Aristotle on the other hand taught that just knowing what was right was not enough – one had to choose to act in a proper manner. For Aristotle, virtue and happiness was a practical and external matter rather than reflective and theoretical. Aristotle held that in order to achieve happiness one must also have experienced fortunate and pleasant circumstances in life.


In this sense, Aristotle took a more scientific approach to grasp the meaning of a good life. This required studying both human character as well as the conditions and circumstances that made a life, as a whole, well-lived.


“The Good”

Allegory of the divine wisdom, by Luca Giordano, 1685, via the National Gallery.


Another important concept at the heart of Plato’s teachings on virtue and happiness was rooted in his ideas of “The Good”.


For Plato, The Good is the highest object of the “Intelligible World”, which is made up of essential forms and mathematics. This Intelligible World corresponds to the states of knowledge (episteme) and thinking (dianoia) in man.


Plato taught that the Form (or the idea) of the Good is the origin of all knowledge, but it is not knowledge itself. Humans should pursue the Good but this cannot be done without philosophical reasoning and rationality.


For Plato, true knowledge is not about material objects and desires which we might encounter in daily interactions; it is about the nature of purer and perfect patterns which are models after which all created beings are formed. These are what Plato calls Forms or Ideas.


Plato splits all of existence into two realms: the visible realm and the transcendent realm (intelligible realm) of forms. The visible realm is the physical world that is perceived through senses, and is susceptible to “becoming” and “ceasing to be”. On the other hand, the intelligible realm represents the ultimate reality, is enduring, and is accessible only via reasoning or intellect.


In the Republic, Plato teaches that a life committed to knowledge and virtue will result in happiness and self-fulfilment. To achieve happiness, one should render himself immune to changes in the material world and strive to gain the knowledge of the eternal, immutable forms that reside in the intelligible realm.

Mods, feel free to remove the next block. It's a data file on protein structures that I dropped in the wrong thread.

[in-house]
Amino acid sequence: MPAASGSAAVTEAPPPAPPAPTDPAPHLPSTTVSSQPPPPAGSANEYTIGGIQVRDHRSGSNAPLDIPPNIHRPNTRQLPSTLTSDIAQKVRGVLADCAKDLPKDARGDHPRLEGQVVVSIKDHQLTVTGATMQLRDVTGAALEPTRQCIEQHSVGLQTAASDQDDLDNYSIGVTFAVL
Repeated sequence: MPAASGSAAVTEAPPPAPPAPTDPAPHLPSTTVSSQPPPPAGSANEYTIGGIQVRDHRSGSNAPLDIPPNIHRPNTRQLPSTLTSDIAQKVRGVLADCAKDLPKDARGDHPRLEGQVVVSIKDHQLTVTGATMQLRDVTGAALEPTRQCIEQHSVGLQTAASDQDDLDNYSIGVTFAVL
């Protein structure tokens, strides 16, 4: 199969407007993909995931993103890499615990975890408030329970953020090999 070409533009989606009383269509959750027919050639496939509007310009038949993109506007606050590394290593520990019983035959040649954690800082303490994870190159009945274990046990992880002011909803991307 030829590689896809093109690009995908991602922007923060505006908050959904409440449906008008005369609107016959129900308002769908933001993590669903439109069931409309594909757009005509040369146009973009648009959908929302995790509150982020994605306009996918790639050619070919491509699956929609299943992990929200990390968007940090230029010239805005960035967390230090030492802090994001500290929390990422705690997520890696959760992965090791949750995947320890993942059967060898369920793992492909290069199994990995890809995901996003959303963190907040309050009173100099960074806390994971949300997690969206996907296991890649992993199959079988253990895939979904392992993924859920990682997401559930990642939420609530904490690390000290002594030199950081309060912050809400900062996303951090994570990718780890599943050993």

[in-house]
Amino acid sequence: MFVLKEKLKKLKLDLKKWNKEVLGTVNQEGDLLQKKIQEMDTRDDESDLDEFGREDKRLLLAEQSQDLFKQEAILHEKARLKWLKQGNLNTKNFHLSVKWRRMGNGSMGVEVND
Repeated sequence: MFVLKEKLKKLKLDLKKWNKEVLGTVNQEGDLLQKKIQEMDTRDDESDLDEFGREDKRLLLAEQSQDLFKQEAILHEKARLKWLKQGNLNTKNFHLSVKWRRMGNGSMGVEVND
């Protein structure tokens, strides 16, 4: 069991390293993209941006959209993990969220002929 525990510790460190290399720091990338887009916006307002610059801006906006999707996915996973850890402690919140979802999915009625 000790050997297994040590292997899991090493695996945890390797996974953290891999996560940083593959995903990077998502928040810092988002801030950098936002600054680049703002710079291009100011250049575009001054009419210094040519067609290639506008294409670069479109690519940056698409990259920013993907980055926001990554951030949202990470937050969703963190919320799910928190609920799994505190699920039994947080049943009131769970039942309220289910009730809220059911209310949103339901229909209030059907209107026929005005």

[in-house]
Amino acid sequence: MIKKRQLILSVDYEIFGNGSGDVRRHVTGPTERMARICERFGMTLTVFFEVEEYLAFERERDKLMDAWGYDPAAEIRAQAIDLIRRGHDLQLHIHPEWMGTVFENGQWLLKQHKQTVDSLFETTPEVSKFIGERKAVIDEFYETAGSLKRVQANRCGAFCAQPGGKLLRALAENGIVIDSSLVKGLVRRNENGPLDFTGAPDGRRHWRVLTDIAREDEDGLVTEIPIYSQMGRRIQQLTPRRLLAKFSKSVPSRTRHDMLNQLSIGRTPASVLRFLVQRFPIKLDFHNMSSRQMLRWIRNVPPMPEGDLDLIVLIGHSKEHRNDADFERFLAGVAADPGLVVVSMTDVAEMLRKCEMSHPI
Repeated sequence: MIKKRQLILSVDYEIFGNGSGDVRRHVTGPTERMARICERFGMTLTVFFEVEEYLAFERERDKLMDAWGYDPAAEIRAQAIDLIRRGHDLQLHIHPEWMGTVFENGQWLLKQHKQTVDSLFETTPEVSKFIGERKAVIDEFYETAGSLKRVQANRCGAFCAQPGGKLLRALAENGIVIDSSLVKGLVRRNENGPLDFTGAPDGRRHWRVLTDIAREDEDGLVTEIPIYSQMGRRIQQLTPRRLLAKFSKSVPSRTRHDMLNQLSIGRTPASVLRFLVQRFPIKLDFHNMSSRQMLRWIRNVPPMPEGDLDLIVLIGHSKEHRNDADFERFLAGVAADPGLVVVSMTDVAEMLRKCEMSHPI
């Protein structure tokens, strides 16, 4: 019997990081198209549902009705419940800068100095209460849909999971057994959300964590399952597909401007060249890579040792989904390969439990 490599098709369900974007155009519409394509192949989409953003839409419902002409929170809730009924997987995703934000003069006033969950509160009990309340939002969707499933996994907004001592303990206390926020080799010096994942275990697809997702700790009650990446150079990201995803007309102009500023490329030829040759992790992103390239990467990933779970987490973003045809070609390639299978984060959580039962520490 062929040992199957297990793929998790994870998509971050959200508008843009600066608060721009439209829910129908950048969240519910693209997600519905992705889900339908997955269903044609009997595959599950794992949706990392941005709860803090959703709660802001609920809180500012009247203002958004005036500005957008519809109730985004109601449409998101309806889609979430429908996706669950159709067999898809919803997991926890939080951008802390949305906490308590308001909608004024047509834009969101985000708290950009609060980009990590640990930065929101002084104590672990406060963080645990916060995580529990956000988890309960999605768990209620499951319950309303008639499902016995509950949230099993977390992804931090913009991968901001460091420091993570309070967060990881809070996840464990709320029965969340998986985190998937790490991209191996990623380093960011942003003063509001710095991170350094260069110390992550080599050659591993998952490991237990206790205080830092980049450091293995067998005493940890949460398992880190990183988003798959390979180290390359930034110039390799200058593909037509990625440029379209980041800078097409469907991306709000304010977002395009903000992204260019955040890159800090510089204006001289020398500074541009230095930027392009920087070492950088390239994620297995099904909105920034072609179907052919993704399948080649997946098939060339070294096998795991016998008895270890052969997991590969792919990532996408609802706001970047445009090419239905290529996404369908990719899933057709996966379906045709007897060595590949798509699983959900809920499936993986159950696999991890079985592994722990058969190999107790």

How Have Plato’s Ideas on Human Happiness Shaped Modern Day Thinking?

The four stages of habit via Atomic Habits, James Clear, 2018


Plato’s teachings on happiness seem more relevant than ever in today’s fast paced world. 2000 years before smartphones, technology, emails and calendar alerts even existed, Plato was already acknowledging the internal battles we all face in a world where we are surrounded by temptation and distractions.


Plato’s teachings are consistent with modern day psychological and scientific theories on habit forming and self control, whereby numerous studies have shown that creating small changes in our daily habits and behaviors can lead to a more productive and happy life.


Want to stop eating unhealthily? Remove unhealthy foods from the house. Want to think more positively? Cultivate good habits by writing in a gratitude journal each day.


When we understand our internal human nature and what pulls us in different directions, we can be aware of what truly makes us happy and what threatens to throw our happiness off course. Understanding and harnessing our inner horses will let us move through life peacefully, efficiently and happily.

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By Claire JohnsonBA PhilosophyClaire Johnson is a contributing writer in Philosophy and History. She holds a Bachelor's degree in Philosophy from the University of Manchester and has six years of experience in writing about Philosophy and Life Sciences. Claire has traveled across Europe, South East Asia, North America, and Central America to explore different cultures and world views.